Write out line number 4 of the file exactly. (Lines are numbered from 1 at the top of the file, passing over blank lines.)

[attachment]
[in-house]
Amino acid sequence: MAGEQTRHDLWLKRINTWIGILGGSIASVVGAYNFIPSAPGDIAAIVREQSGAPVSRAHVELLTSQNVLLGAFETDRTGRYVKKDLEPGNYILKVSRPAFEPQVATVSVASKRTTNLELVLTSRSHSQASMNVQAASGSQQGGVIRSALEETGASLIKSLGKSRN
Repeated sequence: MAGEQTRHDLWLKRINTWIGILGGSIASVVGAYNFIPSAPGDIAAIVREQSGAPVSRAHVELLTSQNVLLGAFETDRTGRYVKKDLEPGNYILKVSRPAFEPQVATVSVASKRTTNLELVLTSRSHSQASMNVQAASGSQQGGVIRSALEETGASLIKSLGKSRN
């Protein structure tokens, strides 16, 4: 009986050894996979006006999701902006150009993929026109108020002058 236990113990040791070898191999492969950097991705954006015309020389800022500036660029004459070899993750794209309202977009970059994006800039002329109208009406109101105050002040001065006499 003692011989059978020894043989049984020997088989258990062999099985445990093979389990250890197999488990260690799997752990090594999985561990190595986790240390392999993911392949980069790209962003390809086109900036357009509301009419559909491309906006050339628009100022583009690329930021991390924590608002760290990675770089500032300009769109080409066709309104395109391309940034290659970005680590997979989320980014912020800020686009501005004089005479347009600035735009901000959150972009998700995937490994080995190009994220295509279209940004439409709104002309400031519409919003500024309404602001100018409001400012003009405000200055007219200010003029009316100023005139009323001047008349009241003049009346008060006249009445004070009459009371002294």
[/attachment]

């Protein structure tokens, strides 16, 4: 009986050894996979006006999701902006150009993929026109108020002058 236990113990040791070898191999492969950097991705954006015309020389800022500036660029004459070899993750794209309202977009970059994006800039002329109208009406109101105050002040001065006499 003692011989059978020894043989049984020997088989258990062999099985445990093979389990250890197999488990260690799997752990090594999985561990190595986790240390392999993911392949980069790209962003390809086109900036357009509301009419559909491309906006050339628009100022583009690329930021991390924590608002760290990675770089500032300009769109080409066709309104395109391309940034290659970005680590997979989320980014912020800020686009501005004089005479347009600035735009901000959150972009998700995937490994080995190009994220295509279209940004439409709104002309400031519409919003500024309404602001100018409001400012003009405000200055007219200010003029009316100023005139009323001047008349009241003049009346008060006249009445004070009459009371002294």